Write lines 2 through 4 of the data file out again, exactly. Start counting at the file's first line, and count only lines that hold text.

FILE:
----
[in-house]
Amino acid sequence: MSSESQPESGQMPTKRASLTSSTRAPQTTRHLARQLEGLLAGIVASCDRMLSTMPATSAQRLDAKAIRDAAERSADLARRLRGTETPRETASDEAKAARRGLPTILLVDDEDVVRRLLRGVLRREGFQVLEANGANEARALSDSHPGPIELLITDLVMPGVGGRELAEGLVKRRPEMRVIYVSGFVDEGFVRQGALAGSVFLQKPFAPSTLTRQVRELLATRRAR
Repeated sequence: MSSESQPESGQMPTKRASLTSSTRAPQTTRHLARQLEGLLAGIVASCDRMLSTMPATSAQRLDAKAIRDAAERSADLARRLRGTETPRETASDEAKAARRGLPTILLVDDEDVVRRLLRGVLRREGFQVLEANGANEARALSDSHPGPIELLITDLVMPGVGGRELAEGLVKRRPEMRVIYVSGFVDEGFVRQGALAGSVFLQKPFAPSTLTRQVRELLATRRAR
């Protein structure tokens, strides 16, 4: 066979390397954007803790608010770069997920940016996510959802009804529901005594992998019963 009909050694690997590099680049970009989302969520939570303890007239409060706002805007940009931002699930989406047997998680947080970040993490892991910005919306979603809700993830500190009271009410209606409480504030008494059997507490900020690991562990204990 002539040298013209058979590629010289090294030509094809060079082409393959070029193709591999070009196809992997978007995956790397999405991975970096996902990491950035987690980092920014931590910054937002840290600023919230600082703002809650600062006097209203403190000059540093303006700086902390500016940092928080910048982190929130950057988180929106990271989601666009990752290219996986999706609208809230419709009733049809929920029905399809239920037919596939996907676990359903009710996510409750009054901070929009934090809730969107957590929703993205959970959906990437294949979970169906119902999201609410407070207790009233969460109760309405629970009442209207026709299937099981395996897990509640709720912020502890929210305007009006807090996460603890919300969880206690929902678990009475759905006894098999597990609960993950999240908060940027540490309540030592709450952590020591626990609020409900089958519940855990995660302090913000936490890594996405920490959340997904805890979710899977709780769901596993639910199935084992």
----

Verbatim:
Amino acid sequence: MSSESQPESGQMPTKRASLTSSTRAPQTTRHLARQLEGLLAGIVASCDRMLSTMPATSAQRLDAKAIRDAAERSADLARRLRGTETPRETASDEAKAARRGLPTILLVDDEDVVRRLLRGVLRREGFQVLEANGANEARALSDSHPGPIELLITDLVMPGVGGRELAEGLVKRRPEMRVIYVSGFVDEGFVRQGALAGSVFLQKPFAPSTLTRQVRELLATRRAR
Repeated sequence: MSSESQPESGQMPTKRASLTSSTRAPQTTRHLARQLEGLLAGIVASCDRMLSTMPATSAQRLDAKAIRDAAERSADLARRLRGTETPRETASDEAKAARRGLPTILLVDDEDVVRRLLRGVLRREGFQVLEANGANEARALSDSHPGPIELLITDLVMPGVGGRELAEGLVKRRPEMRVIYVSGFVDEGFVRQGALAGSVFLQKPFAPSTLTRQVRELLATRRAR
């Protein structure tokens, strides 16, 4: 066979390397954007803790608010770069997920940016996510959802009804529901005594992998019963 009909050694690997590099680049970009989302969520939570303890007239409060706002805007940009931002699930989406047997998680947080970040993490892991910005919306979603809700993830500190009271009410209606409480504030008494059997507490900020690991562990204990 002539040298013209058979590629010289090294030509094809060079082409393959070029193709591999070009196809992997978007995956790397999405991975970096996902990491950035987690980092920014931590910054937002840290600023919230600082703002809650600062006097209203403190000059540093303006700086902390500016940092928080910048982190929130950057988180929106990271989601666009990752290219996986999706609208809230419709009733049809929920029905399809239920037919596939996907676990359903009710996510409750009054901070929009934090809730969107957590929703993205959970959906990437294949979970169906119902999201609410407070207790009233969460109760309405629970009442209207026709299937099981395996897990509640709720912020502890929210305007009006807090996460603890919300969880206690929902678990009475759905006894098999597990609960993950999240908060940027540490309540030592709450952590020591626990609020409900089958519940855990995660302090913000936490890594996405920490959340997904805890979710899977709780769901596993639910199935084992």